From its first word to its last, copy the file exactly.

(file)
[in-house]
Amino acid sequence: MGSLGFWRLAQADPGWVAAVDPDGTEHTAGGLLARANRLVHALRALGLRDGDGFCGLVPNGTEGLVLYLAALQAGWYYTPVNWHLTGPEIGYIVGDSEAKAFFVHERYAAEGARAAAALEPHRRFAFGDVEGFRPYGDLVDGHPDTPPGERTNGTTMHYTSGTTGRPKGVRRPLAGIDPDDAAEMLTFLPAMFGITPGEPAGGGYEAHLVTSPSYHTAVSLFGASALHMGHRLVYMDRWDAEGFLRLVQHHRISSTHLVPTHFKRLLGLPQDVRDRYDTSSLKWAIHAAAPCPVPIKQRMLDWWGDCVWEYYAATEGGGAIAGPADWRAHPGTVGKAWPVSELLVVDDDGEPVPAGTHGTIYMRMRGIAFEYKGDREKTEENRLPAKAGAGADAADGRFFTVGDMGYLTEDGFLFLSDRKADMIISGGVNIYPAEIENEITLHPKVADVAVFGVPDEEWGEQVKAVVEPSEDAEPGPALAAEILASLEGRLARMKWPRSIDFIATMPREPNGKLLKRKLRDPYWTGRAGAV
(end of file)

[in-house]
Amino acid sequence: MGSLGFWRLAQADPGWVAAVDPDGTEHTAGGLLARANRLVHALRALGLRDGDGFCGLVPNGTEGLVLYLAALQAGWYYTPVNWHLTGPEIGYIVGDSEAKAFFVHERYAAEGARAAAALEPHRRFAFGDVEGFRPYGDLVDGHPDTPPGERTNGTTMHYTSGTTGRPKGVRRPLAGIDPDDAAEMLTFLPAMFGITPGEPAGGGYEAHLVTSPSYHTAVSLFGASALHMGHRLVYMDRWDAEGFLRLVQHHRISSTHLVPTHFKRLLGLPQDVRDRYDTSSLKWAIHAAAPCPVPIKQRMLDWWGDCVWEYYAATEGGGAIAGPADWRAHPGTVGKAWPVSELLVVDDDGEPVPAGTHGTIYMRMRGIAFEYKGDREKTEENRLPAKAGAGADAADGRFFTVGDMGYLTEDGFLFLSDRKADMIISGGVNIYPAEIENEITLHPKVADVAVFGVPDEEWGEQVKAVVEPSEDAEPGPALAAEILASLEGRLARMKWPRSIDFIATMPREPNGKLLKRKLRDPYWTGRAGAV